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My niece just signed for a registered letter for me from King County Superior Court. The folks at Sutttell & Hammer are filing a Wage Garnishment against me for a bill that I have no knowledge of. I think they are attempting to collect an account I had like 10 years ago. I set up an automatic withdrawal from my checking account to satisfy the bill, the draws being $220.00 each month. After roughly 3-4 months the company quit taking the money out of my account. I tried calling them but the number I had was disconnected and I never received a response from their email about the account. I have not heard from anyone about that account ( I presume that’s what this is about ). What do I do now? I can’t afford an Attorney and am not sure that I even owe these people any money. The paperwork states that CACHE LLC is the Plaintiff but at the bottom of the paperwork it has all of Suttell & Hammer,P.S. contact info. It doesn’t seem right that court paperwork would have their info printed on the bottom like that. Now what??

You said the account is nearly 10 years old, right? What is the last payment date, can you recall the exact year? Statute of limitations for debt collection in Washington is 6 years. So, after that your debts can't be collected as per the law.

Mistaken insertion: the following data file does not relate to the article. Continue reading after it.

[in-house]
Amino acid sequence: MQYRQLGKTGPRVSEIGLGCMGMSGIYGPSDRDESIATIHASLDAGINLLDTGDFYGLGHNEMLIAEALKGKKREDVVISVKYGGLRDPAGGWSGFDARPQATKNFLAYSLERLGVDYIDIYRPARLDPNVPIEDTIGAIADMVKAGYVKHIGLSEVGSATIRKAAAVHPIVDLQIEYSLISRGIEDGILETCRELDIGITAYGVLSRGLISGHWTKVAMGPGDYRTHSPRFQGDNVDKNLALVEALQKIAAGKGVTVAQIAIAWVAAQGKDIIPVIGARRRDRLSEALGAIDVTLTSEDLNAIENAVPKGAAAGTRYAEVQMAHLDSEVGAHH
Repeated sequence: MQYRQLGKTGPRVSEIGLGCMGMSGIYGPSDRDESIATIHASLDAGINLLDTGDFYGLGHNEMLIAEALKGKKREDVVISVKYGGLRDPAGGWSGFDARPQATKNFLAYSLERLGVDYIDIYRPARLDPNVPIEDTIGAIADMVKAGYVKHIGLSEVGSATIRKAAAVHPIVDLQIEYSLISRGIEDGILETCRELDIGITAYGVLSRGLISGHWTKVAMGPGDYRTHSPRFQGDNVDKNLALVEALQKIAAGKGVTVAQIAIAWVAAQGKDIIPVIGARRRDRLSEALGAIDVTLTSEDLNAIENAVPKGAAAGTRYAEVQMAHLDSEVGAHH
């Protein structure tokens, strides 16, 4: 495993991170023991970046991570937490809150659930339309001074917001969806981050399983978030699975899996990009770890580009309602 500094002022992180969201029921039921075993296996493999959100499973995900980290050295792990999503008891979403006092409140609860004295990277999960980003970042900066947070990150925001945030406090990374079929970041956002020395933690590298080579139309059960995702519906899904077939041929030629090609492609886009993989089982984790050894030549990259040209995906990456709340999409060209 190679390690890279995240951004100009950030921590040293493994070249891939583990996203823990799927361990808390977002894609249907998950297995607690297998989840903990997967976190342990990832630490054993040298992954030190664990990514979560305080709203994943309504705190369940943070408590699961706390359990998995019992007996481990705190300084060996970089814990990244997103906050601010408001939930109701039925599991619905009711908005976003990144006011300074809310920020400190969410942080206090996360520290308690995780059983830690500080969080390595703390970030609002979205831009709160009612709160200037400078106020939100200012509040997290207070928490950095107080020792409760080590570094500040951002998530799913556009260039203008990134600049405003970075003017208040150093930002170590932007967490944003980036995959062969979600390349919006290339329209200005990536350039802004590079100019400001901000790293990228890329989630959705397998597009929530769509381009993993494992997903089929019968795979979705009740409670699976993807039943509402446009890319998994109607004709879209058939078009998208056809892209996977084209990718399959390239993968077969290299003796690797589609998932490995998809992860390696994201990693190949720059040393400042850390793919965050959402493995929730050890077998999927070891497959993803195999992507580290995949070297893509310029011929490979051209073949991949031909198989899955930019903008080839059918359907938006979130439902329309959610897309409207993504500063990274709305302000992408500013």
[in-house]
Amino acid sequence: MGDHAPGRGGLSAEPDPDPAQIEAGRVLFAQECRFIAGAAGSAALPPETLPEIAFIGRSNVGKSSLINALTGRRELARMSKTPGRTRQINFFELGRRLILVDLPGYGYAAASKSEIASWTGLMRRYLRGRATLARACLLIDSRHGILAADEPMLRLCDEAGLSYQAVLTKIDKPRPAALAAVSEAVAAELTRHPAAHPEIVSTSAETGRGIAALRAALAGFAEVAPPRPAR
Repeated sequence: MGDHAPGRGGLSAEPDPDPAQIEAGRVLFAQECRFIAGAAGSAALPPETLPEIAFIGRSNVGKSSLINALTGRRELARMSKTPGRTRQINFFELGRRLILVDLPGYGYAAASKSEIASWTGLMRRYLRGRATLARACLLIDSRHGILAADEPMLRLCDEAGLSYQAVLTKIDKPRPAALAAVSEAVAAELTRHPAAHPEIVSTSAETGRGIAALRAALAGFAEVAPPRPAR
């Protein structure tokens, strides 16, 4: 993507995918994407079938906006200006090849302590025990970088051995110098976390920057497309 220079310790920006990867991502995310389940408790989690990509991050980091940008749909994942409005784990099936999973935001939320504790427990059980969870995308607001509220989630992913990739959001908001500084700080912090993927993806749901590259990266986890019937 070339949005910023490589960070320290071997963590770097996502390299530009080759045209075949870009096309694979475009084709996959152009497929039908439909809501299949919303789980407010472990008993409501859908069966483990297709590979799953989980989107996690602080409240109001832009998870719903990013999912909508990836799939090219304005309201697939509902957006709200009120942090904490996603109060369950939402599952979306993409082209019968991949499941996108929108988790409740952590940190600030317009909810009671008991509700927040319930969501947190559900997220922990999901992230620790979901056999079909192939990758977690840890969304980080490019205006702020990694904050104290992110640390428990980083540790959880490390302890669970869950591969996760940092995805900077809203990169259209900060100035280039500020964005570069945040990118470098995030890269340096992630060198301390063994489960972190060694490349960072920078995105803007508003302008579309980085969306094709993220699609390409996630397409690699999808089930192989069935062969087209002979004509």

Sub: #1 posted on Thu, 08/09/2018 - 08:04

Barbara Delinsky Barbara Delinsky

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Did they call you for the debt? Did you acknowledge the debt over the phone? If the debt is 10 years old, then the SOL is over. They can't collect the debt unless you acknowledge it.

Sub: #2 posted on Fri, 08/10/2018 - 02:03

Sanders Patricia Sanders Patricia

(Posts: 1234 | Credits: )

They can still try collect the debt. But you have to inform the court that the debt is time barred. You should also give a reply to summons within 21 days. Don't ignore the court papers since your niece has already received it.

Sub: #3 posted on Sat, 08/11/2018 - 02:45

Nick Jonas Nick Jonas

(Posts: 425 | Credits: )

Wage garnishment means a judgment has already been rendered against you by the court. You need to contact the court to find out if there is, in fact, a judgment in your name. If there is, you should go to the courthouse and look in the file to determine if you were properly served.

If you were not properly served, depending upon the details, you might have an FDCPA claim against the plaintiff.

Sub: #4 posted on Sat, 08/25/2018 - 14:16


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